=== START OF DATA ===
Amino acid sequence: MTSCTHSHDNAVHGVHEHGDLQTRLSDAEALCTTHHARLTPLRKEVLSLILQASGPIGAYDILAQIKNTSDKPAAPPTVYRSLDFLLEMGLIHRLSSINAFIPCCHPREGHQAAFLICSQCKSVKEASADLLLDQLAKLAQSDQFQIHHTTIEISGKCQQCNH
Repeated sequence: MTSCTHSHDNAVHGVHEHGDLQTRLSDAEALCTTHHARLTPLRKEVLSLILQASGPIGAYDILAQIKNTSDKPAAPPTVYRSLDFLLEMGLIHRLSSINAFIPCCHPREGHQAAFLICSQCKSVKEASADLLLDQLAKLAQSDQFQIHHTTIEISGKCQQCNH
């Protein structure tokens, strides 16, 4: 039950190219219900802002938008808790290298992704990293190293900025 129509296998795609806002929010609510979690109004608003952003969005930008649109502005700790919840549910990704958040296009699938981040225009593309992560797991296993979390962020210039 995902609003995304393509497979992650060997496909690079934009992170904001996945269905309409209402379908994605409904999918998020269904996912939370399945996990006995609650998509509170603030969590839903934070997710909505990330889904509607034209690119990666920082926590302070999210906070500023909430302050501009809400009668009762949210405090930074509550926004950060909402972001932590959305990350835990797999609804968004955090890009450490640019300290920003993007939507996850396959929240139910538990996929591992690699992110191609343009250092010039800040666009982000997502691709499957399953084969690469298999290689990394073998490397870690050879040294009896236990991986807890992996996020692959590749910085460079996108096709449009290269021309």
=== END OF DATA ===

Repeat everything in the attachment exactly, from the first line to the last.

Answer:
Amino acid sequence: MTSCTHSHDNAVHGVHEHGDLQTRLSDAEALCTTHHARLTPLRKEVLSLILQASGPIGAYDILAQIKNTSDKPAAPPTVYRSLDFLLEMGLIHRLSSINAFIPCCHPREGHQAAFLICSQCKSVKEASADLLLDQLAKLAQSDQFQIHHTTIEISGKCQQCNH
Repeated sequence: MTSCTHSHDNAVHGVHEHGDLQTRLSDAEALCTTHHARLTPLRKEVLSLILQASGPIGAYDILAQIKNTSDKPAAPPTVYRSLDFLLEMGLIHRLSSINAFIPCCHPREGHQAAFLICSQCKSVKEASADLLLDQLAKLAQSDQFQIHHTTIEISGKCQQCNH
């Protein structure tokens, strides 16, 4: 039950190219219900802002938008808790290298992704990293190293900025 129509296998795609806002929010609510979690109004608003952003969005930008649109502005700790919840549910990704958040296009699938981040225009593309992560797991296993979390962020210039 995902609003995304393509497979992650060997496909690079934009992170904001996945269905309409209402379908994605409904999918998020269904996912939370399945996990006995609650998509509170603030969590839903934070997710909505990330889904509607034209690119990666920082926590302070999210906070500023909430302050501009809400009668009762949210405090930074509550926004950060909402972001932590959305990350835990797999609804968004955090890009450490640019300290920003993007939507996850396959929240139910538990996929591992690699992110191609343009250092010039800040666009982000997502691709499957399953084969690469298999290689990394073998490397870690050879040294009896236990991986807890992996996020692959590749910085460079996108096709449009290269021309």